OTTAWA, August 4, 2020 (LifeSiteNews) — Canadians should be “deeply ashamed” of their government’s first annual report on euthanasia that reveals that 771 sick Canadians asked to be lethally injected in 2019 because of loneliness, says a well known American euthanasia opponent.
“Good grief. We are told that euthanasia is ‘compassion.’ But how compassionate is it when last year in Canada, hundreds of sick people were euthanized because of loneliness?” wrote Wesley J. Smith in the National Review.
Released in July by Liberal Health Minister Patty Hajdu, the federal report documents that 5,631 Canadians died by lethal injection, or Medical Assistance in Dying (MAiD), in 2019.
That accounted for two percent of all deaths in Canada that year and is a 26.1-percent increase from 2018 in the medically assisted killing of Canadians.
The report’s data were drawn from the federal monitoring system on euthanasia the Liberals launched November 1, 2018. Before this, provinces and territories voluntarily submitted records on euthanasia, which Canada legalized in June 2016.
Smith, a senior fellow at the Discovery Institute’s Center on Human Exceptionalism, wrote a searing summary of the report’s findings that terminally ill Canadians requested euthanasia for the following reasons:
- 82.1 percent for “loss of ability to engage in enjoyable activities”;
- 78.1 percent for “loss of ability to perform activities of daily living”;
- 53.9 percent for “Inadequate control of pain (or concern about it)”;
- 53.3 percent for “loss of dignity”;
- 34 percent for being a perceived burden on family, friends, and caregivers;
- 13.7 percent for “isolation and loneliness”;
- 4.7 percent for emotional distress/anxiety/fear/existential suffering.
The percentage of those who cited “inadequate control of pain or concern about it” as a reason for requesting euthanasia is “scandalously high,” observed Smith.
“Palliative and hospice pain-control experts will tell you that most serious pain in terminal illnesses can be successfully alleviated,” he said.
The first, second and fourth most cited reasons for requesting euthanasia are all serious concerns but “can be overcome with appropriate care,” observed Smith.
“These statistics are scandalous and should make Canadians deeply ashamed.”
The federal report also makes no “attempt to uncover possible abuse of the law,” pointed out Alex Schadenberg, executive director of the Euthanasia Prevention Coalition.
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Under Bill C-14, the medical practitioner who administers the lethal injection also reports the death, he told LifeSiteNews.
“And I always ask the question and it’s absolutely the correct question: Will people self-report abuse of the law? Will they write into the report that So-and-so was unconscious when I came to do it? That they were incompetent when I came to do it? Will they say that this person was unsure, but his wife really thought it was a good idea?” Schadenberg said.
“No, that’s not going to come into the report.”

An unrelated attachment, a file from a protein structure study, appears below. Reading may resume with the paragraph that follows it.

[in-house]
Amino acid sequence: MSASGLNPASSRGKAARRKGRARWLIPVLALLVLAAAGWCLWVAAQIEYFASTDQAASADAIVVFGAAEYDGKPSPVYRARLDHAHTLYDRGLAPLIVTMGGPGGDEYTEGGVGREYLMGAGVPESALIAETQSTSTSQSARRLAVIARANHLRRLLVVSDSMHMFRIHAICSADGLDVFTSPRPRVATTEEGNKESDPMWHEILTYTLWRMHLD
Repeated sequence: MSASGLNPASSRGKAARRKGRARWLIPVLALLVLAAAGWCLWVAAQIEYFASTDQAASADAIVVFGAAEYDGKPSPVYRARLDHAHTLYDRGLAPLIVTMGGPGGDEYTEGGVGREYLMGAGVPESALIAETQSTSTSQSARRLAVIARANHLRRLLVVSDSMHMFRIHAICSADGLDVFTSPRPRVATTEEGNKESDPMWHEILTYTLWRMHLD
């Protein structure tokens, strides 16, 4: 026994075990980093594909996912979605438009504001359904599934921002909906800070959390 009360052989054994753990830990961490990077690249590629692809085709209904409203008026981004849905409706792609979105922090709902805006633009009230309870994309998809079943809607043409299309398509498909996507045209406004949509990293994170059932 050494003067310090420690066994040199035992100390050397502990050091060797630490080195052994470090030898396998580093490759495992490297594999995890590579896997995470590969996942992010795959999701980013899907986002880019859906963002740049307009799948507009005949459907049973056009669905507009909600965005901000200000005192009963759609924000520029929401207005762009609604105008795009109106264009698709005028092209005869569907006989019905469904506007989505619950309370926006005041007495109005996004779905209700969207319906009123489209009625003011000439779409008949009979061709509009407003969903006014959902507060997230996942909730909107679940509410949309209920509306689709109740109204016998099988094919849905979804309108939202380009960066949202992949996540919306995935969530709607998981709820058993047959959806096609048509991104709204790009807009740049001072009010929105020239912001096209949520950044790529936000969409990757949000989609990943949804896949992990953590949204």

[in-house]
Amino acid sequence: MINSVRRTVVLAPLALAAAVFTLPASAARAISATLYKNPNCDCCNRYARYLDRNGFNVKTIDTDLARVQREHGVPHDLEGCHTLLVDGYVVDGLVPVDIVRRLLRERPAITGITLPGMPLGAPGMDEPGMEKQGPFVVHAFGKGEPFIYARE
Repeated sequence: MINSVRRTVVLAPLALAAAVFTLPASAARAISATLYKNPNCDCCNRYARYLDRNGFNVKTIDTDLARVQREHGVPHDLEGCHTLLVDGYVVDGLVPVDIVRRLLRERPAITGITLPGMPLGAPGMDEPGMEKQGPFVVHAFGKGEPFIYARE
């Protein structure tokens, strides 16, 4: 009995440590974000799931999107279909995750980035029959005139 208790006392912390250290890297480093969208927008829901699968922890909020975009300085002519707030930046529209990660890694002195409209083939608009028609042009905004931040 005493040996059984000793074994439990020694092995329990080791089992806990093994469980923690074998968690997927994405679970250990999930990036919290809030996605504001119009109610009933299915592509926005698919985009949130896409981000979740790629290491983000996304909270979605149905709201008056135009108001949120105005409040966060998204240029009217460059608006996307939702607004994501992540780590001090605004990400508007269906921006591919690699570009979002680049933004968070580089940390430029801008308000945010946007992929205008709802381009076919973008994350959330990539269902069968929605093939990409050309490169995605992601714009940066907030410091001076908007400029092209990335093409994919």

He referred to the CTV-reported case of 61-year-old Allan Nichols, a physically healthy B.C. janitor who suffered from chronic depression and was lethally injected in the Chilliwack General Hospital in June 2019, despite pleas from his family.
They then asked the RCMP to investigate because Nichols did not have a terminal illness.
Bill C-14 stipulates that individuals age 18 and over who are capable of consent and make a voluntary request are eligible for lethal injection if they are diagnosed with a “grievous and irremediable medical condition.”
The law currently defines this as a serious and incurable illness or disability that results in an advanced state of irreversible decline in capability and causes intolerable physical or psychological suffering, with natural death being “reasonably foreseeable.”
However, Quebec Superior Court justice Christine Baudouin struck down the “natural death” criterion as unconstitutional in her September 2019 Truchon v. Canada decision and gave the federal and Quebec governments six months to amend their legislation.
In response, in February, the Trudeau Liberals tabled Bill C-7, which critics warned will make Canada the most permissive “euthanasia regime” in the world.
The bill not only dispenses with the terminal illness requirement, but, among other things, “permits a doctor or nurse practitioner to lethally inject a person who is incapable of consenting, if that person was previously approved for assisted death,” Schadenberg said.
Because of the coronavirus pandemic shutdowns, Parliament won’t debate Bill C-7 until September, and the Quebec court has extended its deadline to December, but Schadenberg is encouraging people to continue lobbying against the legislation and sign the EPCC petition against it.
He also suggested that the numbers of sick Canadians requesting euthanasia because of loneliness and isolation will surge this year because of the lockdowns.
“This is a significant issue,” said Schadenberg, noting that all available data for 2020 show euthanasia numbers rising.
Ontario reported 1,127 euthanasia deaths in the six months of 2020, a sharp increase from the 774 reported deaths for the same time period in 2019. Ontario recorded 1,015 euthanasia deaths in the second half of 2019, said Schadenberg.
“If the same percentage of people euthanized in Canada were killed by doctors in the U.S.A., it would add up to more than 50,000 medical homicides per year,” Smith pointed out. “Do we really want that?”
“This isn’t just about Canada,” he continued. “The country is our closest cultural cousin. If we swallow the hemlock as our northern cousins have, the same lethal pattern could unfold here.”